The startling success of Islamist extremists in seizing major cities in Iraq and threatening the government in Baghdad has many causes, but none more important than this: the failure of modern Islam to reconcile its deepest beliefs with the principle of religious freedom. Much of the violence that has engulfed the Muslim world today -- whether it involves Sunnis against Shiites, or governments against insurgencies -- has its roots in this failure.
The West has an intimate knowledge of the problem: its pogroms, crusades, and inquisitions bear witness to it. Europe learned almost too late that no state or society could rest secure when it denied this universal human right -- liberty of conscience -- to any of its citizens. Like European Christianity on the eve of the Enlightenment, Islam must find a justification for pluralism and toleration, or condemn itself to an endless winter of human suffering.
Despite an official end to Europe's wars of religion with the Treaty of Westphalia in 1648, violence motivated by religious belief continued to undermine political regimes in the seventeenth century. Whether in Protestant or Catholic countries, state-sponsored persecution was the norm: religious minorities across Europe faced discrimination, imprisonment, and even execution. Entire populations lived in the shadows as second-class citizens.
It was the problem of sectarian strife that absorbed the mind of English philosopher John Locke in the winter of 1685. With the ascension of a Catholic king on the throne, Protestant England was on the verge of another civil war. Living as a political exile in the Netherlands, Locke encountered religious minorities fleeing violent persecution in Catholic France. The atrocities committed in the name of the gospel appalled him.
The result was Locke's "A Letter Concerning Toleration," arguably the most influential defense of religious liberty in the West. Like no thinker before him, Locke sought to reform the Christian church as a prelude to a political revolution that would lay the foundation for liberal democracy. "It is not the diversity of opinions which cannot be avoided," he wrote, "but the refusal of toleration to those that are of different opinions, which might have been granted, that has produced all the bustles and wars that have been in the Christian world, upon account of religion."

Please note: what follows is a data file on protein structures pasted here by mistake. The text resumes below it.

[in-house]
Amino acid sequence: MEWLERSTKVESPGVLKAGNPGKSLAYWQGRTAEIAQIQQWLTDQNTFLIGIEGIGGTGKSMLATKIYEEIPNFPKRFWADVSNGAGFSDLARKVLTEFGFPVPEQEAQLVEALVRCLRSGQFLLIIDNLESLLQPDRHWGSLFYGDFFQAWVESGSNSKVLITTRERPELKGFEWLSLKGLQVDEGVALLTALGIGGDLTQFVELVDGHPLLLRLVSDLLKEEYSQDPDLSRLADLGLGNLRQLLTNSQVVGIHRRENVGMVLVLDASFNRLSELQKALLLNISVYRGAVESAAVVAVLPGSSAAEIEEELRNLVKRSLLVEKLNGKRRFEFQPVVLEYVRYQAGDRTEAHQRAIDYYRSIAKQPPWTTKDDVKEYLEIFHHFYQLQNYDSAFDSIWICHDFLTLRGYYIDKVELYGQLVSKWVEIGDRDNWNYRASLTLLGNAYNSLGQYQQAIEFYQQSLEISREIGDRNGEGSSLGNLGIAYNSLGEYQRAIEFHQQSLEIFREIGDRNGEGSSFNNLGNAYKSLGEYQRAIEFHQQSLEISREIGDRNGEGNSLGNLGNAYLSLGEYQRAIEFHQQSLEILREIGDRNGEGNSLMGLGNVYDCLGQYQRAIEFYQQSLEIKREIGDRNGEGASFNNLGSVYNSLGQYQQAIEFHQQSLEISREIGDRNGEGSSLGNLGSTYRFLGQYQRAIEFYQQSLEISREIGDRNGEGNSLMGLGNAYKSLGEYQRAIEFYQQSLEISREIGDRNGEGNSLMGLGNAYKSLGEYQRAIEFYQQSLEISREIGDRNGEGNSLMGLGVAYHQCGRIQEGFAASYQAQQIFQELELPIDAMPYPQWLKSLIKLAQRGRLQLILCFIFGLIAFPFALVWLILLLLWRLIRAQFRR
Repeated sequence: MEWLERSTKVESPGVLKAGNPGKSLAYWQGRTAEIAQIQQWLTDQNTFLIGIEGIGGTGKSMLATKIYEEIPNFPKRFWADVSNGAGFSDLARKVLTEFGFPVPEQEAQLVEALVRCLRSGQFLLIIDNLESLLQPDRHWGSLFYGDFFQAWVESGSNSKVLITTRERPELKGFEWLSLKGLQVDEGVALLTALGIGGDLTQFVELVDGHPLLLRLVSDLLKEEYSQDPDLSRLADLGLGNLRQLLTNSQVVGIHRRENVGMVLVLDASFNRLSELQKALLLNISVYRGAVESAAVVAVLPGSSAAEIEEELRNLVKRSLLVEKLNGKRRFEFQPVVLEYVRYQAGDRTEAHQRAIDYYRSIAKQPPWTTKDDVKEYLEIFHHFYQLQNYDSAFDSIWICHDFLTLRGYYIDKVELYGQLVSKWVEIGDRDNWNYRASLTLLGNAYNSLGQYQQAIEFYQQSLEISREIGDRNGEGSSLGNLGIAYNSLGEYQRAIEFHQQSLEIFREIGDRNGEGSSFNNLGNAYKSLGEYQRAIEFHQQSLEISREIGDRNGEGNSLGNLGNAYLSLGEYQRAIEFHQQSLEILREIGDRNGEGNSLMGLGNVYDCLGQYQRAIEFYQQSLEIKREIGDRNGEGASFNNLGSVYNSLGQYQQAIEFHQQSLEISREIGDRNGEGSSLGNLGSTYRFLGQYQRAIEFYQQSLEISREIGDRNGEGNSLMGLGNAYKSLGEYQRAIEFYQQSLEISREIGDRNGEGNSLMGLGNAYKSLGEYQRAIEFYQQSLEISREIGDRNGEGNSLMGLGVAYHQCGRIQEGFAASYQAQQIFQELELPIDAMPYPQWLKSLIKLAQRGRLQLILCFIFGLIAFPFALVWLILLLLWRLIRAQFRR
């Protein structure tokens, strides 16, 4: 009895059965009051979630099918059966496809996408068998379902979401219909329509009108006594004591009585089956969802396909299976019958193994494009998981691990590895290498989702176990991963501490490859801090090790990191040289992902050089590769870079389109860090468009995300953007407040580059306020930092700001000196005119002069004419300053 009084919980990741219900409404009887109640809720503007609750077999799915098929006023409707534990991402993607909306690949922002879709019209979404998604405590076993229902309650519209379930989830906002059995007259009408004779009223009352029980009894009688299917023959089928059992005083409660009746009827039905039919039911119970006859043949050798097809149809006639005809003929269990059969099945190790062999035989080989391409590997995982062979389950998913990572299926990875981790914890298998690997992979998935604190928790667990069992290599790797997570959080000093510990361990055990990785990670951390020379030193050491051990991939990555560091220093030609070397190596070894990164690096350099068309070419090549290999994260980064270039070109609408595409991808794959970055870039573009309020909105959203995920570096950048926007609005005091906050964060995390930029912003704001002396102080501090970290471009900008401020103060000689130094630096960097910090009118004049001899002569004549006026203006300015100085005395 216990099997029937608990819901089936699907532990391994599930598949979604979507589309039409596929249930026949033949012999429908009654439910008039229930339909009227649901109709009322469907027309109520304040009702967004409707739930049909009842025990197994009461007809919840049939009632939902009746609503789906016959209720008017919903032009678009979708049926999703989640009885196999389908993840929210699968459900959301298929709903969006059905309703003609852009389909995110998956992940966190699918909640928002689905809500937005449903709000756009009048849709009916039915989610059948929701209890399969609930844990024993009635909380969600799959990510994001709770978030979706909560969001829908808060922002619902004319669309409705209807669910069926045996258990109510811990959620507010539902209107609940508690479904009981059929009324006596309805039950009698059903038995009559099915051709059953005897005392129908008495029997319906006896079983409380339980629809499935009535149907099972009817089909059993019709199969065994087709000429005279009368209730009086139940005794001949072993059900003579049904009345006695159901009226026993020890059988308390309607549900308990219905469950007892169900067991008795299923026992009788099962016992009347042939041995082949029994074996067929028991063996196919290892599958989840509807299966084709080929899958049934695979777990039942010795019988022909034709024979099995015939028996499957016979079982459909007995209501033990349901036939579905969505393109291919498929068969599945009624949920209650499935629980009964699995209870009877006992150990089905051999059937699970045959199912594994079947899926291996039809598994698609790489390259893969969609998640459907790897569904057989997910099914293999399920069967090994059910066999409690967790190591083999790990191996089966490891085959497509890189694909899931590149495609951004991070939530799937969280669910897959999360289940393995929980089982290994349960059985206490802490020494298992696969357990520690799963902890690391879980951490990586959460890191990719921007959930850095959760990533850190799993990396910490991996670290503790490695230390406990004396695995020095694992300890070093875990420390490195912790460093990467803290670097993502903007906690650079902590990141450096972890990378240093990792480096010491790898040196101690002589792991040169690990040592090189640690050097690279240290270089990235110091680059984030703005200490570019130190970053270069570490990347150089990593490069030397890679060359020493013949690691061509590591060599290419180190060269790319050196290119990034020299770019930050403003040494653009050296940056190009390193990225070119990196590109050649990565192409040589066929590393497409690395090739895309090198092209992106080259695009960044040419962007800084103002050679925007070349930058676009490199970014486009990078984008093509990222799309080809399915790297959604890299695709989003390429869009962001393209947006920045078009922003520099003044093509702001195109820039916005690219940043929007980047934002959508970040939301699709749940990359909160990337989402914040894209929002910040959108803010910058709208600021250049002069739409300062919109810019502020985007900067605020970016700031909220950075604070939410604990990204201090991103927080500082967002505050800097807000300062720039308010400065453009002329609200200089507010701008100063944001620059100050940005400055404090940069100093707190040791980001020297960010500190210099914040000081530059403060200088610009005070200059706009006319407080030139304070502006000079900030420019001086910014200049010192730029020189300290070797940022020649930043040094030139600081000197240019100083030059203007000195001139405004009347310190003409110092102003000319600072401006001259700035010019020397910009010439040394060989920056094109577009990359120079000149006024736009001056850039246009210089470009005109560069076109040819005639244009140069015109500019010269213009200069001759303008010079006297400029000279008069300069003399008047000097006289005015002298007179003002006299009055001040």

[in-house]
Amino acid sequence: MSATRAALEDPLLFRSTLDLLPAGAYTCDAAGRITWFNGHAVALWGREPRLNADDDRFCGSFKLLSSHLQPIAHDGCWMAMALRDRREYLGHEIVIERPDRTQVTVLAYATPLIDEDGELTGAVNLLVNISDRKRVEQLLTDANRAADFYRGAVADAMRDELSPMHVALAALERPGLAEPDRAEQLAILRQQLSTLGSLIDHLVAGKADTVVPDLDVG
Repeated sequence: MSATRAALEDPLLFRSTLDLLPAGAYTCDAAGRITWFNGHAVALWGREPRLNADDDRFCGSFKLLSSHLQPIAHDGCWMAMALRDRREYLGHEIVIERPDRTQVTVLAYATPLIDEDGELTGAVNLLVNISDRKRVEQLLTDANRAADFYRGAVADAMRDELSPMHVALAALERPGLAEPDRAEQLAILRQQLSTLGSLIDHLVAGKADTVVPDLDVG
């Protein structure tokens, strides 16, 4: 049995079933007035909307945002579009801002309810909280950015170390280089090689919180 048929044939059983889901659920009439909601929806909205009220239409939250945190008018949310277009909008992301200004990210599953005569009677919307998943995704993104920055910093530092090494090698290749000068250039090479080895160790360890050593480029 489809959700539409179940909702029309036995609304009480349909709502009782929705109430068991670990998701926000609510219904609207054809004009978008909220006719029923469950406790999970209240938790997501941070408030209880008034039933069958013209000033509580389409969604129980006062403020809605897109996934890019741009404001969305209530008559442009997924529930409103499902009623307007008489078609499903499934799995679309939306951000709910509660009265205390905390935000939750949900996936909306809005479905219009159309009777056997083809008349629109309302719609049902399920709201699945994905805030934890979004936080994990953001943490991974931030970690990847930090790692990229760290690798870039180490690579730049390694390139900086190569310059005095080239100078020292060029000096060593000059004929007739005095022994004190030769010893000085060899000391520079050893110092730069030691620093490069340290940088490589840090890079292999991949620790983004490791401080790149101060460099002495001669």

Locke chided believers for imagining that authentic faith could be produced by threats and coercion. "All the life and power of true religion consists in the inward persuasion of the mind," he wrote, "and faith is not faith without believing." Compulsion in religion created hypocrites, he argued, not worshippers.
Hence Locke's doctrine of the separation of Church and State, which profoundly influenced the American Founders. The alliance of these institutions invited corruption and conspiracies. Instead, Locke argued, the State must be indifferent to religious orthodoxy. Its job was to protect the right of all individuals to obey their conscience and join the faith community of their choice. By upholding this "law of equity," the State would eliminate a major cause of civic unrest. For their part, churches would contribute to political and social stability "if the pulpits everywhere sounded with this doctrine of peace and toleration."
Locke wanted to extend religious freedom not only to all Christian sects, but to religious believers of all kinds. In the Lockean state, all would enjoy equal justice under the law. "If we may openly speak the truth, and as becomes one man to another, neither Pagan, nor Mahometan, nor Jew, ought to be excluded from the civil rights of the commonwealth, because of his religion." Given that anti-Muslim hatreds were at a fever pitch after the Ottoman Turkish assault on Vienna in 1683, Locke's "Letter" embodied an astonishing civility and egalitarianism.
Now consider the barbarism that has descended upon the Middle East. In 2011, Bashar al-Assad, an Alawite, denied greater political freedoms to Syria's Sunni majority, setting off a civil war and a massive humanitarian disaster. When Mohamed Morsi, a leader in the Muslim Brotherhood, was elected president of Egypt in 2012, he promised to be "a president for all Egyptians." But his words -- and his rule -- evaporated into chaos, thuggery, and executions.
Nuri al-Maliki, a Shia Muslim, made similar promises when U.S. troops were still in Iraq. Instead he cracked down on Sunni political opponents and is paying the price in the sectarian violence that threatens the survival of Iraq. The ambitions of the Islamic State in Iraq and Syria are darker and more extreme than those of Mr. al-Maliki. But they are the logical result of a cultural norm that compels religious obedience and criminalizes dissent -- a norm held throughout the Arab and Muslim world.
The question facing U.S. policymakers is inescapable: can Islam make its peace with religious pluralism?
For John Locke, the example of Jesus was the trump card. Locke appealed to "the Captain of our salvation" and "the perfect example of the Prince of Peace," who showed grace to sinners and won over souls with compassion, not violence. "If the Gospel and the apostle may be credited, no man may be a Christian without charity, and without that faith which works, not by force, but by love."
Muslim leaders must decide whether the life and teachings of Muhammad offer a basis for toleration. They must articulate a religious rationale for peaceful pluralism. If the example of the West is any guide, there is no other way out of the deadly maelstrom unfolding before our eyes.
Joseph Loconte is an associate professor of history at the King's College in New York City and author of God, Locke, and Liberty: The Struggle for Religious Freedom in the West (Lexington Press, 2014)